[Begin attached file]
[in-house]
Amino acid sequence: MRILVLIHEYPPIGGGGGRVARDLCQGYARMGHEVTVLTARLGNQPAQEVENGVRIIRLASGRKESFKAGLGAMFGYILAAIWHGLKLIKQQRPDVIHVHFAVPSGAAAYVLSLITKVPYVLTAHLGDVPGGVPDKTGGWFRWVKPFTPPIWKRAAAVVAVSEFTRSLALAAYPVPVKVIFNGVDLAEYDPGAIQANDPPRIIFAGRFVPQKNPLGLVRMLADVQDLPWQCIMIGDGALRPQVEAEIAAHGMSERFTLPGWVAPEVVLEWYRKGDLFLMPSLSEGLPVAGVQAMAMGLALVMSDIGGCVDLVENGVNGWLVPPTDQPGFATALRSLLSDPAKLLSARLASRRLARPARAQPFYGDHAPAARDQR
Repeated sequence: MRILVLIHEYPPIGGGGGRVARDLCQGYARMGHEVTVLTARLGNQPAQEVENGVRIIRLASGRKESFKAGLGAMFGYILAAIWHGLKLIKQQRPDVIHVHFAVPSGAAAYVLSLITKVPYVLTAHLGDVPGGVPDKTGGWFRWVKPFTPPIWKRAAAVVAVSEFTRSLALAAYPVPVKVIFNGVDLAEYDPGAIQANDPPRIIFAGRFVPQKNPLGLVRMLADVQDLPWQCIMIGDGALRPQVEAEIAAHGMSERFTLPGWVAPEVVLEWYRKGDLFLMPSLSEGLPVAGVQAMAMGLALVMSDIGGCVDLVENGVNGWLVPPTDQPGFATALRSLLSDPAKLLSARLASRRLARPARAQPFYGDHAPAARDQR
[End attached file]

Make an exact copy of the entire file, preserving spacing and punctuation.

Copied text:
[in-house]
Amino acid sequence: MRILVLIHEYPPIGGGGGRVARDLCQGYARMGHEVTVLTARLGNQPAQEVENGVRIIRLASGRKESFKAGLGAMFGYILAAIWHGLKLIKQQRPDVIHVHFAVPSGAAAYVLSLITKVPYVLTAHLGDVPGGVPDKTGGWFRWVKPFTPPIWKRAAAVVAVSEFTRSLALAAYPVPVKVIFNGVDLAEYDPGAIQANDPPRIIFAGRFVPQKNPLGLVRMLADVQDLPWQCIMIGDGALRPQVEAEIAAHGMSERFTLPGWVAPEVVLEWYRKGDLFLMPSLSEGLPVAGVQAMAMGLALVMSDIGGCVDLVENGVNGWLVPPTDQPGFATALRSLLSDPAKLLSARLASRRLARPARAQPFYGDHAPAARDQR
Repeated sequence: MRILVLIHEYPPIGGGGGRVARDLCQGYARMGHEVTVLTARLGNQPAQEVENGVRIIRLASGRKESFKAGLGAMFGYILAAIWHGLKLIKQQRPDVIHVHFAVPSGAAAYVLSLITKVPYVLTAHLGDVPGGVPDKTGGWFRWVKPFTPPIWKRAAAVVAVSEFTRSLALAAYPVPVKVIFNGVDLAEYDPGAIQANDPPRIIFAGRFVPQKNPLGLVRMLADVQDLPWQCIMIGDGALRPQVEAEIAAHGMSERFTLPGWVAPEVVLEWYRKGDLFLMPSLSEGLPVAGVQAMAMGLALVMSDIGGCVDLVENGVNGWLVPPTDQPGFATALRSLLSDPAKLLSARLASRRLARPARAQPFYGDHAPAARDQR